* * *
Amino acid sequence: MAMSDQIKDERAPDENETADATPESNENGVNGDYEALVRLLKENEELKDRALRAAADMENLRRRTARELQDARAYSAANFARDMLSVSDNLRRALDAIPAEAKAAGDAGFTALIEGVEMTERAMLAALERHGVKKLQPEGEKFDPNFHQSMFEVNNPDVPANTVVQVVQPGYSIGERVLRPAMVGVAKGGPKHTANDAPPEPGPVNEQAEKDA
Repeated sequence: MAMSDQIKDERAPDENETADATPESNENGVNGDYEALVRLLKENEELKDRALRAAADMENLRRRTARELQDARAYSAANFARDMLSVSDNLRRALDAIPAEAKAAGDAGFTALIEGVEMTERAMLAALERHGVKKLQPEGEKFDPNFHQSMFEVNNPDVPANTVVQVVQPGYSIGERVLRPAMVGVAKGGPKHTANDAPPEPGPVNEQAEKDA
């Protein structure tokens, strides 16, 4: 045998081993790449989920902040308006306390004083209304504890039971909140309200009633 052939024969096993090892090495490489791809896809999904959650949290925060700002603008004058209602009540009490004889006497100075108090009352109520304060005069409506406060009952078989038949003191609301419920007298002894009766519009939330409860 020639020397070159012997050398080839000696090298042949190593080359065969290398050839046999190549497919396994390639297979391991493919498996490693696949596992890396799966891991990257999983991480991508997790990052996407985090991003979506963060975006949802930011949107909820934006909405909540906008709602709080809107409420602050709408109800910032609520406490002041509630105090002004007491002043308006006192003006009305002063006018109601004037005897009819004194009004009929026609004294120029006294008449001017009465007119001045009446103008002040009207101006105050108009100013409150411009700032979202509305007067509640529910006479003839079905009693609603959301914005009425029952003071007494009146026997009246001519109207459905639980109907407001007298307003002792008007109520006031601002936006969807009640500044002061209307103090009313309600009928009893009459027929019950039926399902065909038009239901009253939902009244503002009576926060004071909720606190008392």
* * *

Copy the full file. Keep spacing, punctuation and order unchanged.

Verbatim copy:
Amino acid sequence: MAMSDQIKDERAPDENETADATPESNENGVNGDYEALVRLLKENEELKDRALRAAADMENLRRRTARELQDARAYSAANFARDMLSVSDNLRRALDAIPAEAKAAGDAGFTALIEGVEMTERAMLAALERHGVKKLQPEGEKFDPNFHQSMFEVNNPDVPANTVVQVVQPGYSIGERVLRPAMVGVAKGGPKHTANDAPPEPGPVNEQAEKDA
Repeated sequence: MAMSDQIKDERAPDENETADATPESNENGVNGDYEALVRLLKENEELKDRALRAAADMENLRRRTARELQDARAYSAANFARDMLSVSDNLRRALDAIPAEAKAAGDAGFTALIEGVEMTERAMLAALERHGVKKLQPEGEKFDPNFHQSMFEVNNPDVPANTVVQVVQPGYSIGERVLRPAMVGVAKGGPKHTANDAPPEPGPVNEQAEKDA
């Protein structure tokens, strides 16, 4: 045998081993790449989920902040308006306390004083209304504890039971909140309200009633 052939024969096993090892090495490489791809896809999904959650949290925060700002603008004058209602009540009490004889006497100075108090009352109520304060005069409506406060009952078989038949003191609301419920007298002894009766519009939330409860 020639020397070159012997050398080839000696090298042949190593080359065969290398050839046999190549497919396994390639297979391991493919498996490693696949596992890396799966891991990257999983991480991508997790990052996407985090991003979506963060975006949802930011949107909820934006909405909540906008709602709080809107409420602050709408109800910032609520406490002041509630105090002004007491002043308006006192003006009305002063006018109601004037005897009819004194009004009929026609004294120029006294008449001017009465007119001045009446103008002040009207101006105050108009100013409150411009700032979202509305007067509640529910006479003839079905009693609603959301914005009425029952003071007494009146026997009246001519109207459905639980109907407001007298307003002792008007109520006031601002936006969807009640500044002061209307103090009313309600009928009893009459027929019950039926399902065909038009239901009253939902009244503002009576926060004071909720606190008392």